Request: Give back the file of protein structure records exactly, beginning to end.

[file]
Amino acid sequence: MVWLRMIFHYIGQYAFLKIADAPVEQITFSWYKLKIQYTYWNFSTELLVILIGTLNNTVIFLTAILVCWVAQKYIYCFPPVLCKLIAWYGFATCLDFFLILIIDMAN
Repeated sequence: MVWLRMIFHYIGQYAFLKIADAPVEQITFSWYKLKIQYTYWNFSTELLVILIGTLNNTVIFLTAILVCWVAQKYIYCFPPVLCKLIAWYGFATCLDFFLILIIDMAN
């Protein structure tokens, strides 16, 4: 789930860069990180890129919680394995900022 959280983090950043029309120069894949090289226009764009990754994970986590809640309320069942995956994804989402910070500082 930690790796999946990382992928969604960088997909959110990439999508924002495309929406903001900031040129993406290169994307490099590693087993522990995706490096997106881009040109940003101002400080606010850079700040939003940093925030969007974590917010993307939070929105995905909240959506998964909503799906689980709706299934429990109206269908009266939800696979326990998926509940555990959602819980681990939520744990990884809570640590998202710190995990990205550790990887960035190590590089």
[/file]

Amino acid sequence: MVWLRMIFHYIGQYAFLKIADAPVEQITFSWYKLKIQYTYWNFSTELLVILIGTLNNTVIFLTAILVCWVAQKYIYCFPPVLCKLIAWYGFATCLDFFLILIIDMAN
Repeated sequence: MVWLRMIFHYIGQYAFLKIADAPVEQITFSWYKLKIQYTYWNFSTELLVILIGTLNNTVIFLTAILVCWVAQKYIYCFPPVLCKLIAWYGFATCLDFFLILIIDMAN
């Protein structure tokens, strides 16, 4: 789930860069990180890129919680394995900022 959280983090950043029309120069894949090289226009764009990754994970986590809640309320069942995956994804989402910070500082 930690790796999946990382992928969604960088997909959110990439999508924002495309929406903001900031040129993406290169994307490099590693087993522990995706490096997106881009040109940003101002400080606010850079700040939003940093925030969007974590917010993307939070929105995905909240959506998964909503799906689980709706299934429990109206269908009266939800696979326990998926509940555990959602819980681990939520744990990884809570640590998202710190995990990205550790990887960035190590590089």